TIP SHEET

Preparing Children for Temperature Checks

Students may need to have their temperatures checked as they arrive at school buildings or other public spaces, including childcare centers, doctors’ offices, and recreation facilities. Here are tips to prepare for this new process.

  • Make a plan, so children know what to expect. You can discuss the purpose of the temperature checks and act out the process with toys or dolls. Prepare a simple verbal or visual schedule and positive reinforcements, like earning a sticker, in order to provide structure. This might sound like, “FIRST, wait in line, NEXT temperature check, THEN sticker,” or you can use first/then cards. To learn more about first/then cards, visit: http://bit.ly/nycfirst-then. For more information on using schedules, check out this video from the NYC Department of Education: https://vimeo.com/409818189. The planning process can help if children feel nervous or anxious in the moment.
     
  • Practice. Rehearse temperature checks to normalize the experience. If possible, use different types of thermometers or find out what type of device the school or venue will be using. If a thermometer is not available, use a similarly shaped object to simulate the experience. You also can use Google Images to find pictures of thermometers and temperature checks to visually prepare. Try search terms such as “COVID-19 temperature check” or “Types of thermometers.”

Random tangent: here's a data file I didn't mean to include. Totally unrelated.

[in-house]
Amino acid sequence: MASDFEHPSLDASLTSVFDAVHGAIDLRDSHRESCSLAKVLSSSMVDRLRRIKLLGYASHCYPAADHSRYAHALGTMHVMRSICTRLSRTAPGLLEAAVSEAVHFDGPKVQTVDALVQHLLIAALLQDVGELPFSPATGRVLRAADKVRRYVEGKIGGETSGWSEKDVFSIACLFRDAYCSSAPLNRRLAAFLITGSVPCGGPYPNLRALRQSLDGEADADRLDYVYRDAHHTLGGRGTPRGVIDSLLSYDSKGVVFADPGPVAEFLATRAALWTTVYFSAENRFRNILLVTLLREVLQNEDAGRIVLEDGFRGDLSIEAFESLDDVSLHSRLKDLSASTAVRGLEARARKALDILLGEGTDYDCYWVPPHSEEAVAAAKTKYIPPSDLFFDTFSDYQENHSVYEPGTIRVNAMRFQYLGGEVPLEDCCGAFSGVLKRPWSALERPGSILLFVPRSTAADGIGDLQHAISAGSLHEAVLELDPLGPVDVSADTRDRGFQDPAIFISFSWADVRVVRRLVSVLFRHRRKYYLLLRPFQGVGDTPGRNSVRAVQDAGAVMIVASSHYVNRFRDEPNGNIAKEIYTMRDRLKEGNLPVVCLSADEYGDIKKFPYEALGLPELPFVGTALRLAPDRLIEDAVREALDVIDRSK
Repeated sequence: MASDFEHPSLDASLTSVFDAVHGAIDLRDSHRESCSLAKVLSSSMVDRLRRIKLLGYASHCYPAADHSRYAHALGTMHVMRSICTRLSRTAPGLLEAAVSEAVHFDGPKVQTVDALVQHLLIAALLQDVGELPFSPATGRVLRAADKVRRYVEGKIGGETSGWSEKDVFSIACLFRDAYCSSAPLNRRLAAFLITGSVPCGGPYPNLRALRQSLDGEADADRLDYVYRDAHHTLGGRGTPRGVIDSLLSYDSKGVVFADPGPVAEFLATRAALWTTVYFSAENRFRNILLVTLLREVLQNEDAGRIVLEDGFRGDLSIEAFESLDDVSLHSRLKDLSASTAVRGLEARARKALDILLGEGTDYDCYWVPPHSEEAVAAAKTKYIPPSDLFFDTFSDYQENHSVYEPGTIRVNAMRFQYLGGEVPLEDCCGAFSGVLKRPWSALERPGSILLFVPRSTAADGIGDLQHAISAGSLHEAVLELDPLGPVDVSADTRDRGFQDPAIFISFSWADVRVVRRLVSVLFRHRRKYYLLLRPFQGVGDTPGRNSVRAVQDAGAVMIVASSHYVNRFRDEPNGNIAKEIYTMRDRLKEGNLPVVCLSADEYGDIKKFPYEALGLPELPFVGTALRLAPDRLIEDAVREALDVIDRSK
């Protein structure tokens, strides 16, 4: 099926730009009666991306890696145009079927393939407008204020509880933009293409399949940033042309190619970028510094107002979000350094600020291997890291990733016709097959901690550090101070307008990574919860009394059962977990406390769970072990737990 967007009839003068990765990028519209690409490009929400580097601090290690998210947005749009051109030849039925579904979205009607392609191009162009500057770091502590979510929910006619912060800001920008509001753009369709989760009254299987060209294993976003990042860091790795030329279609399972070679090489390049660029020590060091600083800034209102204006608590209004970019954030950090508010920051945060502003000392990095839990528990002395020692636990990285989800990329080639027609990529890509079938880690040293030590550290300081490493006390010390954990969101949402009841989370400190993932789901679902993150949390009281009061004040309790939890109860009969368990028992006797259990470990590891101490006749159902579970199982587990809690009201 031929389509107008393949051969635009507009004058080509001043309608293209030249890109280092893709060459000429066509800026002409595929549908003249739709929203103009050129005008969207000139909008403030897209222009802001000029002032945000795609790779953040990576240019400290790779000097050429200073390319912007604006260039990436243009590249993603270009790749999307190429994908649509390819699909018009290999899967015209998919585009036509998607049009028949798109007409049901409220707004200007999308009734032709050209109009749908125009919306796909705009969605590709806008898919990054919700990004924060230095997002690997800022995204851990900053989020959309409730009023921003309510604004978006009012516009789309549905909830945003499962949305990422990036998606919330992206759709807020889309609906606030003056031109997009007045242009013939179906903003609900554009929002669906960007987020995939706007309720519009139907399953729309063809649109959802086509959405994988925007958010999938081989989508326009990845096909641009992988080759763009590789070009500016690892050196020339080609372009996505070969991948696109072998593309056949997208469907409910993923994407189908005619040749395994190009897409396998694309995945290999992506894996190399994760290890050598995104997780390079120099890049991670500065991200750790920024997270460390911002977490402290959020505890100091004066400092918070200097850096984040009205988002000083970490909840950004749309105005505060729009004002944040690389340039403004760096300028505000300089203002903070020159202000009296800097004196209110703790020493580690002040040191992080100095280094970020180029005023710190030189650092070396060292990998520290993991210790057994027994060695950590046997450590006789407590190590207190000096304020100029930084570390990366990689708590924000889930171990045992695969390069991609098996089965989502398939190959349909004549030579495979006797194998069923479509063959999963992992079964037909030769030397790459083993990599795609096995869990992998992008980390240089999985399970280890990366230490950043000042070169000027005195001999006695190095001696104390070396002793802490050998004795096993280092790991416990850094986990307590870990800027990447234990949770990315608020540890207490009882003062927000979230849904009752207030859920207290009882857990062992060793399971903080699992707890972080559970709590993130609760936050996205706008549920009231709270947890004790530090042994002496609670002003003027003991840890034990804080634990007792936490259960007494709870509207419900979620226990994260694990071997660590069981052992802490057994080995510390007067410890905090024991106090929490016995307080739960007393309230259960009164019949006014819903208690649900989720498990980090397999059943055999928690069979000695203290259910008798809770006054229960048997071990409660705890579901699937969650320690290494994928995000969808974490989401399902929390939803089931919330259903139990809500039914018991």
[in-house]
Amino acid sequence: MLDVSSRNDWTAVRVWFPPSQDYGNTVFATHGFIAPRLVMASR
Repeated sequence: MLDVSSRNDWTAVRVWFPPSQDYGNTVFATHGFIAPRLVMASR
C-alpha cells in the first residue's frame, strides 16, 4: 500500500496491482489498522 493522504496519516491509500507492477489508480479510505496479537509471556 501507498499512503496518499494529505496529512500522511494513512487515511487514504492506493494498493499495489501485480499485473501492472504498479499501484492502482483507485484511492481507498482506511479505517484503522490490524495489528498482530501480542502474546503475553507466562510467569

• Do a walkthrough.A rehearsal in the actual setting could be particularly helpful for schools or other places that will be visited regularly. The hands on experience of being in the physical environment, such as the school arrival door, and having the temperature checked can help the child set expectations, establish a routine, and ease anxiety.
     
  • Plan activities. There may be long lines for temperature checks. Objects like stress balls, play-doh, a favorite toy, or a video on a phone or device can be helpful while waiting, especially for those who experience overstimulation or anxiety in crowds. To give them a sense of control, allow children to choose what they would like to bring.
     
  • Check early, check often. If access to a thermometer is possible, establishing an at home routine of temperature checks before leaving home not only assists in normalizing the experience, but also provides a sense of the child’s typical temperature. This helps to identify when their temperature is elevated and when they should stay home. Have a discussion with a pediatrician and school professionals about the temperature thresholds for staying home from school or seeking medical attention. Staying home at the first sign of illness helps to stop the spread of COVID-19.
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